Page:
Equities in Canada's largest market took some profits after weeks of consecutive gains, as losses in the energy and health-care sectors weighed most heavily on the main index.
The S&P/TSX Composite Index lost 53.32 points to close the day at 15,747.08
The Canadian dollar faded 0.08 cents to 80.21 cents U.S.
Suncor Energy was among the biggest drags on the index, falling 86 cents or 2% to $42.13, alongside Cenovus Energy, down 82 cents, or 2%, to $40.68.
Health-care stocks also took it on the chin, with Canopy Growth Corporation, tumbling 69 cents, or 5.1%, to $12.90, while Aphria lost seven cents to $7.77.
Among consumer discretionary stocks, Magna International dipped 45 cents to $67.82, while Gildan Interactive settled eight cents to $38.67.
On the positive side, Alimentation Couche-Tard rose 2.4% to $60.37. The company is buying back 4.4 million of its shares that were held by Metro and Eight Capital upgraded the company to a “buy” from “neutral,” citing positive trends. Metro shares faded 15 cents to $41.84.
In the real-estate area, MCAN Mortgage nosed up three cents to $15.87.
Utilities also made their way up, as Fortis Inc. took on 20 cents to $45.66, while Hydro One eked up nine cents to $22.71.
On the data front, Statistics Canada said new house prices in Canada rose 3.8% year-over-year in August.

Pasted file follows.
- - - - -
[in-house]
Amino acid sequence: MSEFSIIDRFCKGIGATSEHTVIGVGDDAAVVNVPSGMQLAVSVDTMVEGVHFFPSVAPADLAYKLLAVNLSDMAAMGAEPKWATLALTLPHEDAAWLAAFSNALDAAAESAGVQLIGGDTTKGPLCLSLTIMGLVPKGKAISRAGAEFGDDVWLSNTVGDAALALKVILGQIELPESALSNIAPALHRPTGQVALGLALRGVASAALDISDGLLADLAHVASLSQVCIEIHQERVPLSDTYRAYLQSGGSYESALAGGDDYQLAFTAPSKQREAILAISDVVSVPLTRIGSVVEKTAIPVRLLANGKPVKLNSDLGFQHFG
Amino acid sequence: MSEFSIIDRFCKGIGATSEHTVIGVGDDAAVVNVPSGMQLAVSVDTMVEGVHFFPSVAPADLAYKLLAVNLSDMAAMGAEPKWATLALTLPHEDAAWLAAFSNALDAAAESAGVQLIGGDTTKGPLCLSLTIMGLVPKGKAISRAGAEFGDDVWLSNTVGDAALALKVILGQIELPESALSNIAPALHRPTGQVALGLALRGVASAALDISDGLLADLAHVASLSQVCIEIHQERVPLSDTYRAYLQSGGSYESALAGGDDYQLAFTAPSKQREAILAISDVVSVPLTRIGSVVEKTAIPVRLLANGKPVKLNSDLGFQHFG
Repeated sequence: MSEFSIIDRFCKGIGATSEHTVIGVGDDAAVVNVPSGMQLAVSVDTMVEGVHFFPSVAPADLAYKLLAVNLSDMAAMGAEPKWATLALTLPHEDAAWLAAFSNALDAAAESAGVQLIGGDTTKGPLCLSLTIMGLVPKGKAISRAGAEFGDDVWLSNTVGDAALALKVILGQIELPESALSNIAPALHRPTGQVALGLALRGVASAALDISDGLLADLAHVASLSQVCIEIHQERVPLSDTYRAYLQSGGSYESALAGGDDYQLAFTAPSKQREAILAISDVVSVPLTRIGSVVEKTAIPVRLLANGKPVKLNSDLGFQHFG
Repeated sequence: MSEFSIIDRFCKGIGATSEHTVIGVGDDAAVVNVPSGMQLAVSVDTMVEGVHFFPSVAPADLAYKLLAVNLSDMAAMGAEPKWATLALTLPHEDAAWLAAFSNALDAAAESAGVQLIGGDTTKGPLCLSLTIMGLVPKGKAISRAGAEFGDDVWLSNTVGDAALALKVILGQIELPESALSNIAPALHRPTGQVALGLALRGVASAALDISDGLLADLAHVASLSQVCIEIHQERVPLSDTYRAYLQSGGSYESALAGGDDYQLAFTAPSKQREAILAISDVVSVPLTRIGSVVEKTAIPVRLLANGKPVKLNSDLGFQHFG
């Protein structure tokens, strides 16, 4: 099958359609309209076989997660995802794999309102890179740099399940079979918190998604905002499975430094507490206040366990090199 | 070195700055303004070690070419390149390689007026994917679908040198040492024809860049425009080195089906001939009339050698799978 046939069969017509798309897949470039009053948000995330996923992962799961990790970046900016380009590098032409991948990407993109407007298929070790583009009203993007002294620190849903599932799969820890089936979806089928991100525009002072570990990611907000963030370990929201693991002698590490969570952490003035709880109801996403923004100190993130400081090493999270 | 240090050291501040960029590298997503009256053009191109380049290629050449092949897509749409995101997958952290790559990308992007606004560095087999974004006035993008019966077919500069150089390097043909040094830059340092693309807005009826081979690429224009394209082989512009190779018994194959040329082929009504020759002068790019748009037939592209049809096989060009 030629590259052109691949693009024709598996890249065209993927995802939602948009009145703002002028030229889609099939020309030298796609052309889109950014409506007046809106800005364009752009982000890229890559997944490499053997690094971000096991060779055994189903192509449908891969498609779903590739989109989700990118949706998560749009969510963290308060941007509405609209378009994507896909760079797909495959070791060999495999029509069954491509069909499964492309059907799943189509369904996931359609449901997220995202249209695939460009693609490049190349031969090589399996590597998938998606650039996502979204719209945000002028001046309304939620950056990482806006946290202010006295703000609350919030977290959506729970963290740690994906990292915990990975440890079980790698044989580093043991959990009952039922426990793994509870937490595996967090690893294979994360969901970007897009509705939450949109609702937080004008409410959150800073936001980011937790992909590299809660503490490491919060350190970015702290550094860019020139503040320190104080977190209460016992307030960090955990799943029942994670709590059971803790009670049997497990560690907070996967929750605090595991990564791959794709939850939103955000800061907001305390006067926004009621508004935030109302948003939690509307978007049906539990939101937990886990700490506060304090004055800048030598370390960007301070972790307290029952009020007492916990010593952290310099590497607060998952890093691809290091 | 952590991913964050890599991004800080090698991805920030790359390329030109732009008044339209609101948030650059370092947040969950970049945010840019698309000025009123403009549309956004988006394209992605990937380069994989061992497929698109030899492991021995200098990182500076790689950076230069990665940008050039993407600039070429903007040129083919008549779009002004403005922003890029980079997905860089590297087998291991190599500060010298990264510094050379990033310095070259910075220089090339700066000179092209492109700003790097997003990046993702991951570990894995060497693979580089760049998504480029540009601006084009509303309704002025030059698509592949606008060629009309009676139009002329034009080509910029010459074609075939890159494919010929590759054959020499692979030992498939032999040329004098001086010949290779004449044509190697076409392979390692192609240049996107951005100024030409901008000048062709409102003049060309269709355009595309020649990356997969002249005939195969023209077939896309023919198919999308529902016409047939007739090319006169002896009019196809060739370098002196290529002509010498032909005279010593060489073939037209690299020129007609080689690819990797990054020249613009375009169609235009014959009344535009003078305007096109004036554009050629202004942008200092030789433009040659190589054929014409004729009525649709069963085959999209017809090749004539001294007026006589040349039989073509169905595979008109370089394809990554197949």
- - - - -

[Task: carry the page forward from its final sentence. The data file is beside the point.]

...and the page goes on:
The agency says prices for new homes were unchanged in 15 of the 27 census metropolitan areas surveyed, including Toronto and Vancouver. For Toronto, this was the third consecutive month of flat readings.
The TSX Venture Exchange shaved off 0.25 points to finish at 791.07.
Eight of the 12 TSX subgroups remained lower on the day, as health-care and energy each tailed off 1.5% and consumer discretionary issues were off 0.5%.
The four gainers were led by consumer staples, up 1%, real-estate, ahead 0.6%, and utilities, better by 0.4%.
U.S. stocks closed lower on Thursday as Wall Street digested earnings from some of the top financial companies.
The Dow Jones Industrials surrendered 31.88 points from Wednesday's all-time high to 22,841.01,
The S&P 500 backtracked 4.31 points from Wednesday's peak to 2,550.93,
Equities have risen sharply this year, with the S&P 500 advancing 14% in that time period.
Historically, this earnings season has been the best one for investors. Some media reported the S&P 500 posts a gain of 2.3% on average 30 days after third-quarter earnings season begins, trading in positive ranges 79% of the time.
The NASDAQ slid 12.04 points from Wednesday's record high to 6,591.51
JPMorgan Chase reported third-quarter earnings and revenue that beat analyst expectations. The banking giant, however, also reported a 27% year-over-year decline in fixed income trading revenue.
Citigroup also posted better-than-expected quarterly results, driven by growth in its global consumer business.
Other major financial companies slated to report this week include Bank of America and Wells Fargo.
Wall Street also set its sights on economic data Thursday. The U.S. Labor Department said producer prices south of the line rose 0.4% last month and 2.6% in the 12 months through September.
Meanwhile, weekly jobless claims totaled 243,000, hitting a more than one-month low, the department also said.
Prices for the benchmark 10-year Treasury note gained ground, lowering yields to 2.32% from Wednesday's 2.35%. Treasury prices and yields move in opposite directions.
Oil prices skidded 66 cents a barrel to $50.64 U.S.
Gold prices gained $6.70 to $1,295.60 U.S. an ounce